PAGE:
We’ve all seen it. A family friend crafts a dramatically lengthy Facebook post, remarking on the terrible state of an orphaned child in Nicaragua, Nigeria, Guatemala, or somewhere else cryptic and distant. This person will often begin with a platitude along the lines of “I am so lucky to have the opportunity to…” or “This is my calling.” Then, to cap off their sudden altruism, the punchline. “Please click the button below to help fund my spring break trip and save children’s lives!”

This is the essence of voluntourism. Defined as “doing meaningful volunteer work while also participating in tourism,” it’s a euphemism for a vacation disguised as charity. These sorts of trips are rapidly growing in popularity (who knew building schools could be so fun?), yet the world doesn’t seem to be in any better shape than it was last spring break. This shouldn’t be surprising—nobody, especially a college student, can save the world in seven days.

To be clear, my gripes are not with the act of volunteering, nor even with the idea of voluntourism. However, I believe that these should be taken at face value, and not glossed over with a false aura of altruism that is simply unobtainable. A trip to Central America costs well over $1000. If a group of 20 students used that money to purchase ibuprofen, bandages, or water bottles—well, that’s a lot of people who could be helped.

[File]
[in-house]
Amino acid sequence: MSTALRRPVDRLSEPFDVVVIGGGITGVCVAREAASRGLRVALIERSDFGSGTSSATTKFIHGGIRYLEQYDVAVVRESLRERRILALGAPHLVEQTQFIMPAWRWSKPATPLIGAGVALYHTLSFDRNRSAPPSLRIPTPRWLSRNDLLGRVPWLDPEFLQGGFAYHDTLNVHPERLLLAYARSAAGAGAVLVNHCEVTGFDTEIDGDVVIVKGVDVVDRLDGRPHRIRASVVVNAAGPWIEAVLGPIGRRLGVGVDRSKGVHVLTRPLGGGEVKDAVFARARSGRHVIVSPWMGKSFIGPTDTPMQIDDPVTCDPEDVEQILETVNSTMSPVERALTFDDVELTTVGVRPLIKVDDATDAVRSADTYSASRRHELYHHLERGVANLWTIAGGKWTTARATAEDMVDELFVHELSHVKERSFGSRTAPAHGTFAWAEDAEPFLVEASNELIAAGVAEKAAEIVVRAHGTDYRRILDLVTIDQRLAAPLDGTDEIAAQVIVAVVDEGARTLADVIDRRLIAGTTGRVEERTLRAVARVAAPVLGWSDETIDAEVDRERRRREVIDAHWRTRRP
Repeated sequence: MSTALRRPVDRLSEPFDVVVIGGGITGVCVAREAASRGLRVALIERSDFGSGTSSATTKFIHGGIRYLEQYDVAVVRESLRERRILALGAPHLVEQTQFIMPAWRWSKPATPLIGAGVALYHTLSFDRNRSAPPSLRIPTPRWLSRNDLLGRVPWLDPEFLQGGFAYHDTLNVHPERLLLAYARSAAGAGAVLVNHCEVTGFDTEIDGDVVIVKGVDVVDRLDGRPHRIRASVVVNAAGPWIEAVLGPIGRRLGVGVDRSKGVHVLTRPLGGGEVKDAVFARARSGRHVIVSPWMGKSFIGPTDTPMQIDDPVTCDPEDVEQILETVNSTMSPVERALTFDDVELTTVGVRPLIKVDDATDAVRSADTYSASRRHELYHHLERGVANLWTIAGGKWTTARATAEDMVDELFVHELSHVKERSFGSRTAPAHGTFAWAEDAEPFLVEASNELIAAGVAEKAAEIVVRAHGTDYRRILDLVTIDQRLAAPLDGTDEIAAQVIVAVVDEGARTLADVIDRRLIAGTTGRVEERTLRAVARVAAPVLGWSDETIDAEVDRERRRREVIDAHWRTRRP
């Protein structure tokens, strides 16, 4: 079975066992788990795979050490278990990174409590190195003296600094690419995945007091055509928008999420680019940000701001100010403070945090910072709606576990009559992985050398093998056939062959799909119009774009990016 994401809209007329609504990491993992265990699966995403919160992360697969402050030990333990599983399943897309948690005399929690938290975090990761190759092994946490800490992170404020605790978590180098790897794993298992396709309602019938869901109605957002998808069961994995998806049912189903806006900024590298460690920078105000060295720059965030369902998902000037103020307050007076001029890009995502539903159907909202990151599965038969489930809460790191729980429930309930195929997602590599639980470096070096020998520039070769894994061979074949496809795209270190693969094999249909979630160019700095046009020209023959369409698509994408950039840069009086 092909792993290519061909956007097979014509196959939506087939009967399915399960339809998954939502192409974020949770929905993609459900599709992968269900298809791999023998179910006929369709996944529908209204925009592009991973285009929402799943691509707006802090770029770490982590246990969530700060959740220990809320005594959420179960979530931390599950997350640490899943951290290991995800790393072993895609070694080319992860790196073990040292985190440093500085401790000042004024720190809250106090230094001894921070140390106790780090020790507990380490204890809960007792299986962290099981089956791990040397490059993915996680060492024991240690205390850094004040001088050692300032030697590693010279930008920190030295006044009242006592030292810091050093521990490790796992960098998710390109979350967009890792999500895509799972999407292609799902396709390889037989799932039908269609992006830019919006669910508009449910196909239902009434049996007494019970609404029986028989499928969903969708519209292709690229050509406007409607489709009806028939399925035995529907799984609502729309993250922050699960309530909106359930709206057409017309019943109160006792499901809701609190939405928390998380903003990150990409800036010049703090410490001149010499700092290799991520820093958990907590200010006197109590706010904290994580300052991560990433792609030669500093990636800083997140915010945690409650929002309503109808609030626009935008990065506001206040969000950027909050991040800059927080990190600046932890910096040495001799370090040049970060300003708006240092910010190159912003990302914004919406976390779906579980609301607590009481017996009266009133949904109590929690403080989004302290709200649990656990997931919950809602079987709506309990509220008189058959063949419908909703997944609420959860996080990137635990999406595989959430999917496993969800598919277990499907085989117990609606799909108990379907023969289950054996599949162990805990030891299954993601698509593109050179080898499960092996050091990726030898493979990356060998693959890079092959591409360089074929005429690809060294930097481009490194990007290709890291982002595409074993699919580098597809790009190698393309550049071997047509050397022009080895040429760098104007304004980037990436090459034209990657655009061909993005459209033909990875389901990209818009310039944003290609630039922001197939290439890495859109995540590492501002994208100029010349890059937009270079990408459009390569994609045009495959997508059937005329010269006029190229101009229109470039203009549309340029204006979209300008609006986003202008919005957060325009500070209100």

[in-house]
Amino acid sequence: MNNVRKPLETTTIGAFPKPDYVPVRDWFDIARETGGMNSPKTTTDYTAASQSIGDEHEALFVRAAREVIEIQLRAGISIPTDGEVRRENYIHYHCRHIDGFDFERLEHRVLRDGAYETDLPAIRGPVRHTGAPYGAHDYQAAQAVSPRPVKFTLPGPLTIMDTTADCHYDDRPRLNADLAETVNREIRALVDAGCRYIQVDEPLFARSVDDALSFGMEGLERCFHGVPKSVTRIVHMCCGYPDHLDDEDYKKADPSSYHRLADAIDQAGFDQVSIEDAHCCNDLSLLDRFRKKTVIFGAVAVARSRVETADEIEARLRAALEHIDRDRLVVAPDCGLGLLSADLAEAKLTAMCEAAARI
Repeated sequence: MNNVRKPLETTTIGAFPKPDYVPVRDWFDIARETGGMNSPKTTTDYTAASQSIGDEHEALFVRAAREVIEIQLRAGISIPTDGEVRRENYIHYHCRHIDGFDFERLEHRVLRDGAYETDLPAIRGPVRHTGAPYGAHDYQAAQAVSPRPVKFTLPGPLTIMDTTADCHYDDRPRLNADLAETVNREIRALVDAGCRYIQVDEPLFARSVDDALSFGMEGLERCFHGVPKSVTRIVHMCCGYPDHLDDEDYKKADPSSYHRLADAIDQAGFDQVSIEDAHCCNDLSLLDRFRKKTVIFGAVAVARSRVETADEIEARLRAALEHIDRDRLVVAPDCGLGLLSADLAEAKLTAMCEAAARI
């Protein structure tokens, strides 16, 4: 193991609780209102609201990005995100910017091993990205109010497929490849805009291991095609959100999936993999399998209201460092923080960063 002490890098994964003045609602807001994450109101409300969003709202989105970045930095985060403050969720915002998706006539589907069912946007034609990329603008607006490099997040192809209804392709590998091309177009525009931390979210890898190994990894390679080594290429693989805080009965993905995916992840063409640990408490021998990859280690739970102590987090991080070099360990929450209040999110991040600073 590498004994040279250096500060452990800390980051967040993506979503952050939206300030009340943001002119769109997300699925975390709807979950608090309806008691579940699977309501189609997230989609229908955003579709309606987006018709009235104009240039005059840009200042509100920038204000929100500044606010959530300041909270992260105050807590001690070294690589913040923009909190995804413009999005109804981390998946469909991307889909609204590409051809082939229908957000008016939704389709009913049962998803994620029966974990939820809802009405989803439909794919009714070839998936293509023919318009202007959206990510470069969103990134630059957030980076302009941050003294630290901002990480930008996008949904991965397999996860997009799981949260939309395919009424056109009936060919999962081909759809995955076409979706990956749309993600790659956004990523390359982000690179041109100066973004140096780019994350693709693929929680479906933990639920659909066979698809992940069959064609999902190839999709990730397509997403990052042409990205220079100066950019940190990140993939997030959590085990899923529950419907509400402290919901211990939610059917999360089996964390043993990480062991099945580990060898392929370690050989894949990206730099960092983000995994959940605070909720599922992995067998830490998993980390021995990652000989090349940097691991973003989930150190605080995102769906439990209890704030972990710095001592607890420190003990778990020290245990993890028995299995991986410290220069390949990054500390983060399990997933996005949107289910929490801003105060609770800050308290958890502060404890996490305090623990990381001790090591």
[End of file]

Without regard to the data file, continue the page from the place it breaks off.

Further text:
Of course, that’s not what happens. I too have participated in a voluntourism trip—I spent one week in Nicaragua doing “medical clinic work.” The reality is I wanted to travel to a country that I had never been to, and would not likely have the chance to visit again. Those families that I met were in no better a place after I left than they were when I arrived.

I understand that traveling is exciting, and I made some wonderful college memories on that seven-day adventure traipsing through Central America. However, that trip was more for me than it was for the families and children I was supposed to be helping. I think it’s important to be honest about the true benefactor of that $1000. So, for all of my peers begging for charity funds via Facebook, enough is enough. Altruism and adventure are not synonymous so please don’t treat them as such.